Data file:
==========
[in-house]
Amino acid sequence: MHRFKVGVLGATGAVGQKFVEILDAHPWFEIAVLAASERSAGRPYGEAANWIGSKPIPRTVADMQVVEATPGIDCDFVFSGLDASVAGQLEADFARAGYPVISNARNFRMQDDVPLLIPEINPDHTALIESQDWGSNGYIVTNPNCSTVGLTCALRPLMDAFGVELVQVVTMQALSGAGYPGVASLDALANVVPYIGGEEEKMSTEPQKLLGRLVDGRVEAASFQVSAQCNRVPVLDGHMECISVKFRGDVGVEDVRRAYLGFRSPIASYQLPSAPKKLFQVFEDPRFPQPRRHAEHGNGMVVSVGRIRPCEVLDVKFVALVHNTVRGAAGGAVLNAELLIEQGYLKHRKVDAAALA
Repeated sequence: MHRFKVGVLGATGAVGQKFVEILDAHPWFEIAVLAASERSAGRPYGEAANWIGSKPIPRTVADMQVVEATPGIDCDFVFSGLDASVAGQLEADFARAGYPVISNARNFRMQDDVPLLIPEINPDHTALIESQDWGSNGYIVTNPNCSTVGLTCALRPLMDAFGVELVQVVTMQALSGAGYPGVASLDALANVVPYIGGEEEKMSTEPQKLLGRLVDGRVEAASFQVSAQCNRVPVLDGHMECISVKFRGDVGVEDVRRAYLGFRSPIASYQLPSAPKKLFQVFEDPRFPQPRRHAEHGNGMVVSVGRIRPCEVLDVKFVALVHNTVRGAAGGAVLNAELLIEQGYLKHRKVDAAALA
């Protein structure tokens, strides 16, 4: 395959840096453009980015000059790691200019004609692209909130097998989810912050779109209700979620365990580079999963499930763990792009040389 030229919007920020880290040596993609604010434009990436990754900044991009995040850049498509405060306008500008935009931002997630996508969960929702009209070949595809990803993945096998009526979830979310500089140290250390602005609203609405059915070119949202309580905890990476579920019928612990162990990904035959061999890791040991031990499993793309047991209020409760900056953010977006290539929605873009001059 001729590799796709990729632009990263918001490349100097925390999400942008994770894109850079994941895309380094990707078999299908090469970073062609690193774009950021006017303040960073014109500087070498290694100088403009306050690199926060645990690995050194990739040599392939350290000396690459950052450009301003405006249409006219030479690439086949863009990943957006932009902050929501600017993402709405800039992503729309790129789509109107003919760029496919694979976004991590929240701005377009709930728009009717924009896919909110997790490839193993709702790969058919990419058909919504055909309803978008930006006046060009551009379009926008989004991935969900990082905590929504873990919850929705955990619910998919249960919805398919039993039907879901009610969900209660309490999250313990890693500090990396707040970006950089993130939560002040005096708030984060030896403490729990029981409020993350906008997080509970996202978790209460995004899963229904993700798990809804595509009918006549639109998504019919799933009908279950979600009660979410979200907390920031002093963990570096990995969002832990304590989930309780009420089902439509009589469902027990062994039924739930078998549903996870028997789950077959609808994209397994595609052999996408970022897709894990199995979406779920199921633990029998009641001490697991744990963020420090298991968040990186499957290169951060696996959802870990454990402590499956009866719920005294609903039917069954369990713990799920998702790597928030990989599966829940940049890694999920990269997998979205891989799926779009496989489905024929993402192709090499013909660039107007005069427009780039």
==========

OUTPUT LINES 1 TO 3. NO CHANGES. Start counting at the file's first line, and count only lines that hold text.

[in-house]
Amino acid sequence: MHRFKVGVLGATGAVGQKFVEILDAHPWFEIAVLAASERSAGRPYGEAANWIGSKPIPRTVADMQVVEATPGIDCDFVFSGLDASVAGQLEADFARAGYPVISNARNFRMQDDVPLLIPEINPDHTALIESQDWGSNGYIVTNPNCSTVGLTCALRPLMDAFGVELVQVVTMQALSGAGYPGVASLDALANVVPYIGGEEEKMSTEPQKLLGRLVDGRVEAASFQVSAQCNRVPVLDGHMECISVKFRGDVGVEDVRRAYLGFRSPIASYQLPSAPKKLFQVFEDPRFPQPRRHAEHGNGMVVSVGRIRPCEVLDVKFVALVHNTVRGAAGGAVLNAELLIEQGYLKHRKVDAAALA
Repeated sequence: MHRFKVGVLGATGAVGQKFVEILDAHPWFEIAVLAASERSAGRPYGEAANWIGSKPIPRTVADMQVVEATPGIDCDFVFSGLDASVAGQLEADFARAGYPVISNARNFRMQDDVPLLIPEINPDHTALIESQDWGSNGYIVTNPNCSTVGLTCALRPLMDAFGVELVQVVTMQALSGAGYPGVASLDALANVVPYIGGEEEKMSTEPQKLLGRLVDGRVEAASFQVSAQCNRVPVLDGHMECISVKFRGDVGVEDVRRAYLGFRSPIASYQLPSAPKKLFQVFEDPRFPQPRRHAEHGNGMVVSVGRIRPCEVLDVKFVALVHNTVRGAAGGAVLNAELLIEQGYLKHRKVDAAALA